The American Recovery and Reinvestment Act of 2009 will be a boon for Government contractors. The Act appropriates $789 billion, much of which will be awarded to contractors. However, there are some strings attached. The Act includes a variety of requirements designed to increase the transparency, effectiveness, and fairness of the contracting related to the stimulus funds. These requirements, summarized below, are in addition to the normal procurement regulations. Even experienced government contractors should carefully review the terms and conditions of any solicitation that is funded with Stimulus dollars because what was acceptable before may not be now.
Information Collection- Contractors who receive stimulus funds will be required to submit quarterly reports describing the (1) total amount of recovery funds received, (2) total amount of recovery funds actually spent on the contract, (3) lists of projects funded by the recovery funds and number of jobs created, (4) information on any subcontracts awarded.
Fraud, Waste & Abuse- The Act establishes a Recovery Act Accountability and Transparency Board to oversee the stimulus spending with the objective of preventing fraud, waste and abuse. The Board has not yet implemented any requirements affecting contractors, but most experts expect to see reporting requirements at a minimum. Many believe that once the risk mitigation plans required by the Act are completed, the Board will impose more substantive requirements.
Contract Types – The Act requires the use of Fixed Price contract awarded using competitive procedures to the maximum extent practical. Contracts that are not fixed price or not competitively awarded must be listed on the Recovery.gov website. Also, presolicitation notices are now required for task or delivery orders. The Act also expands the Buy America Act requirements, requires prime contractors to report first tier subcontracts, and increases the Government’s access to contractor records.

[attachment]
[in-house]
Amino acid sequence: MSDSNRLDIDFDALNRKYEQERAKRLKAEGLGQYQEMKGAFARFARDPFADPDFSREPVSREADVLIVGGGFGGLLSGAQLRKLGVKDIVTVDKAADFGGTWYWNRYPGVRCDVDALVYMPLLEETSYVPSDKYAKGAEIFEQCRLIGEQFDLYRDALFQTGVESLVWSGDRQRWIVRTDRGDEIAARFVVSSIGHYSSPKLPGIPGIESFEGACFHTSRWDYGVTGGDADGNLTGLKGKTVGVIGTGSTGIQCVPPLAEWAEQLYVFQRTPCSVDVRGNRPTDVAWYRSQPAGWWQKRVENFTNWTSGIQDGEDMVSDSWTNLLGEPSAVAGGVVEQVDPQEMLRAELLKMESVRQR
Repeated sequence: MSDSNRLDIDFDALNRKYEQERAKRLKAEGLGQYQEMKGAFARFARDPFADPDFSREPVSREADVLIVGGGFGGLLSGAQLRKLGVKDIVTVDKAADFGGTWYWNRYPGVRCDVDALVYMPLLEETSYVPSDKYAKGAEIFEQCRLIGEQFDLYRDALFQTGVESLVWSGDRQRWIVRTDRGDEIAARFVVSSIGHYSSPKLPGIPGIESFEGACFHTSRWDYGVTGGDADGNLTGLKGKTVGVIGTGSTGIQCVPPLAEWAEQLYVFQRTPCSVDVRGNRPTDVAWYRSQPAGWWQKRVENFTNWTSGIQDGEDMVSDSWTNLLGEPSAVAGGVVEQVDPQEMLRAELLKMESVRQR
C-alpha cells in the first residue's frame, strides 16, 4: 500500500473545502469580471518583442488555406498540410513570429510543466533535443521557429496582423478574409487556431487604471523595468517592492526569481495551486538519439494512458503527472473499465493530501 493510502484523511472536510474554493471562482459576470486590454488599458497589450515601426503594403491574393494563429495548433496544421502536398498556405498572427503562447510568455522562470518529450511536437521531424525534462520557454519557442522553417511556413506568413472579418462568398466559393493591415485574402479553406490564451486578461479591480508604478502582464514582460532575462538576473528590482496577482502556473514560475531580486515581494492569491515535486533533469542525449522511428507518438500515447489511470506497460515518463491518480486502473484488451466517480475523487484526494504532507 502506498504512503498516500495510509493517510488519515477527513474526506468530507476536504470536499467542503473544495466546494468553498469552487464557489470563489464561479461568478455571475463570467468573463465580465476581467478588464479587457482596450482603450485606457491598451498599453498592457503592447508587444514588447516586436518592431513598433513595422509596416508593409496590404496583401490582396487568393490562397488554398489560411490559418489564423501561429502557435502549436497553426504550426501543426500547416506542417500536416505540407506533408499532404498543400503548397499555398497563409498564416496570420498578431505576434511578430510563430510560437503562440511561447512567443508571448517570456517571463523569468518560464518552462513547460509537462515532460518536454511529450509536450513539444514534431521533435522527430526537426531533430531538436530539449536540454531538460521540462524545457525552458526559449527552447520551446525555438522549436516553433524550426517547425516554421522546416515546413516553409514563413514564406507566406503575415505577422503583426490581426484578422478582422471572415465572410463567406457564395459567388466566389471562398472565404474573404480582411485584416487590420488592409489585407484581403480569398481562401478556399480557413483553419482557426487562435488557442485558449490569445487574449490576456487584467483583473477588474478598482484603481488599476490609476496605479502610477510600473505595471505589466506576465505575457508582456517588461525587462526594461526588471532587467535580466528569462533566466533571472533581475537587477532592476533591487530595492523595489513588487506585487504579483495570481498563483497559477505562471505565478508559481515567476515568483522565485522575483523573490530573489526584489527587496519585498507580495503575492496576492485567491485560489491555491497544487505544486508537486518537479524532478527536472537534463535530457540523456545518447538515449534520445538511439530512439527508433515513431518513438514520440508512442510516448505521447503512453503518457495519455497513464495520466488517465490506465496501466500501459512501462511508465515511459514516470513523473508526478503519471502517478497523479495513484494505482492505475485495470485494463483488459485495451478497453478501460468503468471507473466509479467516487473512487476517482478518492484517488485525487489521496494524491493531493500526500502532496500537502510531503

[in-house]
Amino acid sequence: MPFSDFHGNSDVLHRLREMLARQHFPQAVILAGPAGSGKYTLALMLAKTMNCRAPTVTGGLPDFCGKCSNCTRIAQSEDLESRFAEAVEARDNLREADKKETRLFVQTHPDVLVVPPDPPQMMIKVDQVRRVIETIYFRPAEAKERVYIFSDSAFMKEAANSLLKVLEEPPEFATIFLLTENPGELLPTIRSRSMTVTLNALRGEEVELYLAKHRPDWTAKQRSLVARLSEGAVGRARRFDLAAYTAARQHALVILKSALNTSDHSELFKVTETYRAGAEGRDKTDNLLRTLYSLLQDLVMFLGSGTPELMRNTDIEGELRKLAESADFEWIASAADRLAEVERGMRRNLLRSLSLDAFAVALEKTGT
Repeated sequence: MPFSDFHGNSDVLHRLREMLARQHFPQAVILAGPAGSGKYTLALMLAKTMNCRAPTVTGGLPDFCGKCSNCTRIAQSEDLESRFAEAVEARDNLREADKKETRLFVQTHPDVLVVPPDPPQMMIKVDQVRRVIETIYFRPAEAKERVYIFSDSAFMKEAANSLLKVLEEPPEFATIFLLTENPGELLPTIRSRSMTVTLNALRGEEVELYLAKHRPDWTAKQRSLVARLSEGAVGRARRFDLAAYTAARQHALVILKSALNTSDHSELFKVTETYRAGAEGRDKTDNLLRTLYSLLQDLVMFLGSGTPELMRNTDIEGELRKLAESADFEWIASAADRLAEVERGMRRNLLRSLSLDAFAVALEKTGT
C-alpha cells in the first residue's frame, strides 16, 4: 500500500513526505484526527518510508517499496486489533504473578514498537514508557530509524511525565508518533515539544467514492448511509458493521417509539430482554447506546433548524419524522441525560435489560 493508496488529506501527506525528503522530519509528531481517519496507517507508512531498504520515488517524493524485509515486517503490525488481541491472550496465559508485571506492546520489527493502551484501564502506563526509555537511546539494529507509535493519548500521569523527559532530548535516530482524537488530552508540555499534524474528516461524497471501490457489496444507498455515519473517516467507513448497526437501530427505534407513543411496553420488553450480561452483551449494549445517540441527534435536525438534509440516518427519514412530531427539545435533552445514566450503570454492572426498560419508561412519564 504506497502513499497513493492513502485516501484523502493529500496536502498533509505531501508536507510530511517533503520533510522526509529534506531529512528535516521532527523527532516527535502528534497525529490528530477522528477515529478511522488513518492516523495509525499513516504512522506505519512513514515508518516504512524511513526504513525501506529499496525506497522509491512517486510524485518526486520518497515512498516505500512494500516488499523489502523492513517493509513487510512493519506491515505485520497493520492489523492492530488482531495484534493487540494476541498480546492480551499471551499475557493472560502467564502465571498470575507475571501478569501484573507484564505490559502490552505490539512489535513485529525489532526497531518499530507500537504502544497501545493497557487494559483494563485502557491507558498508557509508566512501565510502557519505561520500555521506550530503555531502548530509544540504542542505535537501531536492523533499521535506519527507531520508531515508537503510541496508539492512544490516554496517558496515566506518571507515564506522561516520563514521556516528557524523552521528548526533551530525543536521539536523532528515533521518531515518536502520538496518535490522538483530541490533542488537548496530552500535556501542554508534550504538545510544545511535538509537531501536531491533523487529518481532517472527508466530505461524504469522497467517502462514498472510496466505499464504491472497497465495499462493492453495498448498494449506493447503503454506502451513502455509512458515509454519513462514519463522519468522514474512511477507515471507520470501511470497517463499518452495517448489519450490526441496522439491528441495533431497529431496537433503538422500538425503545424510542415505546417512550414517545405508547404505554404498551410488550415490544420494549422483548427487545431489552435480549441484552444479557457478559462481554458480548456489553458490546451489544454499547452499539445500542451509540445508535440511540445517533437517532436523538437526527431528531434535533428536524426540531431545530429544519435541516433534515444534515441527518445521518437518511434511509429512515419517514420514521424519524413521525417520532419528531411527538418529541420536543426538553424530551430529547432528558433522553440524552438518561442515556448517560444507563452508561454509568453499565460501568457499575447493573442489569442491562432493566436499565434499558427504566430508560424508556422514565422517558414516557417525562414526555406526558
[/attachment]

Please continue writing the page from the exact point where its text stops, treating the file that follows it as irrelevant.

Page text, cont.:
Federal law allows DOD to grant Small Disadvantaged Businesses a 10% price evaluation adjustment or preference in order to help DOD meet its small business contracting goals. The law allows DOD to suspend the price evaluation adjustment if DOD met its SDB goal during the preceding year. The price evaluation adjustment was initially suspended in March 2007 because DOD had met it goal of awarding 5% of procurement dollars to SDBs. DOD announced it was extending the suspension but acknowledged that the recent Rothe decision which ruled the practice unconstitutional, may make it a moot point. The Rothe decision is currently being appealed. Further, as the DOD price evaluation preference is rarely if ever used, the SBA has stopped certifying SDBs.
For more information on the Rothe decision and the DOD SDB preference program please see our previous blog posting here. For our previous blog about the SBA and the SDB certification process please click here.
On January 30, 2009, President Obama issued three executive orders that make significant changes in labor policy for government contractors. Sanctions includes include contract cancellation, termination or ineligibility period of up to 3 years. Contractors should begin reviewing their policies and procedures to see if they will be in compliance with the following orders: